The court system, and it's capability to put innocent people into jail or to death as seen in the book A Tale of Two Cities

Essay by James LaurieHigh School, 10th gradeB, October 1996

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Useful for ideas, though you may want to rewrite some things and fix it to the A level A creative and well written essay. Use more examples from the book.

There are many examples in the book A Tale of Two Cities of mistakes made by the legal system. The legal system has the capability to punish innocent men, and to set free or even reward a guilty one. Though it usually makes a just decision, the legal system can sometimes err.

Throughout the novel A Tale of Two Cities by Charles Dickens, Charles Darnay, a character in the book, was put to trial many times. He was put to trial in France because of his noble ancestry, over which he had no control. Because he had left France to get away from his family's past he was persecuted and prosecuted when he tried to return to help one of his family's loyal and innocent servants, Gabelle.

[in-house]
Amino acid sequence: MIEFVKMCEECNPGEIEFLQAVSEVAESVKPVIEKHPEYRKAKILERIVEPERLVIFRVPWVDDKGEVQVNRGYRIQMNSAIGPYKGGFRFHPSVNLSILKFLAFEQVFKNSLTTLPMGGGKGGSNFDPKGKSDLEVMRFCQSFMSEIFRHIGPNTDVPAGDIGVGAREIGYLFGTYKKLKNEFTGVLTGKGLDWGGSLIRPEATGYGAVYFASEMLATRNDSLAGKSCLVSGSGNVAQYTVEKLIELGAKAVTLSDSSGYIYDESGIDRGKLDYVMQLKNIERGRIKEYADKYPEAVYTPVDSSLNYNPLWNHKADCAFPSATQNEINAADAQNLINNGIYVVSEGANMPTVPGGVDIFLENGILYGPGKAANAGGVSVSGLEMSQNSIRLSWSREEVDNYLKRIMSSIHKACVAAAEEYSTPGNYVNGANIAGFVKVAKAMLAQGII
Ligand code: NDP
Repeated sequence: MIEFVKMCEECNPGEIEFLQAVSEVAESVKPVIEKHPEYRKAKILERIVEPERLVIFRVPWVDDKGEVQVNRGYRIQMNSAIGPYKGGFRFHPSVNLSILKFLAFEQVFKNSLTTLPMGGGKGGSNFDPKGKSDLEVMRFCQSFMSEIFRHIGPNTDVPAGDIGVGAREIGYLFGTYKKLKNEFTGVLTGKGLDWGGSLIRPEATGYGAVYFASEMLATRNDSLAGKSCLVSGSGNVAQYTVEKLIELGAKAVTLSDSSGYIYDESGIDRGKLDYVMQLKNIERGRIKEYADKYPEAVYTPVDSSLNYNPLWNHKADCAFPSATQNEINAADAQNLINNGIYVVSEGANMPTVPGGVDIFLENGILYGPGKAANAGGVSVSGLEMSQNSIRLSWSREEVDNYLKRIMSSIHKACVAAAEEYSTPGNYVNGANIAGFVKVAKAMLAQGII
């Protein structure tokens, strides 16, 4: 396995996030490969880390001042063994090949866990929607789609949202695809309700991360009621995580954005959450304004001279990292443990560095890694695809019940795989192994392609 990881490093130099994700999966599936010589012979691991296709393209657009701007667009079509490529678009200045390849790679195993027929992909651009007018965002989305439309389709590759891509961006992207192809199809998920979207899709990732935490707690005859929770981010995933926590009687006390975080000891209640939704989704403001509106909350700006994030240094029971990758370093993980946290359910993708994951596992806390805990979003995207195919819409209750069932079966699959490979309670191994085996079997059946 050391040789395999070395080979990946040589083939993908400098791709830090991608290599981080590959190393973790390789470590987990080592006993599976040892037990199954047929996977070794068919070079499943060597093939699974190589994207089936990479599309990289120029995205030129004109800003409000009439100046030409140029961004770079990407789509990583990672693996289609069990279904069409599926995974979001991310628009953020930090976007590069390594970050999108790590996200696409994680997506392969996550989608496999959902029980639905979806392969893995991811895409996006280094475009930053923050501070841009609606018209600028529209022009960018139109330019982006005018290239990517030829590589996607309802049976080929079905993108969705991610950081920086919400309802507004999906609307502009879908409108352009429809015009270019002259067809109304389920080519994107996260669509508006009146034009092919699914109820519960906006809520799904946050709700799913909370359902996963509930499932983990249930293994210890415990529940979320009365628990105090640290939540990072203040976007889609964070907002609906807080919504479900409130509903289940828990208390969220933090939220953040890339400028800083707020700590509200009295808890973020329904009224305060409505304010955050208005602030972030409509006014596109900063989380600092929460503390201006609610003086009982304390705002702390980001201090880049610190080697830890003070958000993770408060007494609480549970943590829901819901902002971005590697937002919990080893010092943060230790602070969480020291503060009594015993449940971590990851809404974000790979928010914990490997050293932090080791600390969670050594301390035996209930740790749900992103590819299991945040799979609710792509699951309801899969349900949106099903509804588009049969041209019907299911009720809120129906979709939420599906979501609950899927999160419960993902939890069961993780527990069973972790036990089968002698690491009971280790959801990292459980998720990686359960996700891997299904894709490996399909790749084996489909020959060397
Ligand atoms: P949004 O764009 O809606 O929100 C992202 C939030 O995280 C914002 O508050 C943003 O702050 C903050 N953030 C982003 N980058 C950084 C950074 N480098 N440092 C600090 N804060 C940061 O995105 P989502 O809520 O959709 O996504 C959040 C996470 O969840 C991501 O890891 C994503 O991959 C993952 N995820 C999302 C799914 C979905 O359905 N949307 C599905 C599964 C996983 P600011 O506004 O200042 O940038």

Though he had not committed any real crime, he was sentenced to death because he had left France. This is an example of the court's capability to punish innocent men.

The legal system is made to protect the innocent and to punish the guilty, but during the French revolution it was difficult to make a distinction between the two. The general population, described in the book as 'blue flies' wanted to see the nobles against whom they had struggled for so long, die. They were hungry for carnage, and the courts were happy to oblige. Charles Darnay was sentenced to death not because he had left France, or committed treason by betraying it in any way, but because his family was so despised by the public. He had done no real wrong, but because of the crimes of his father and uncle...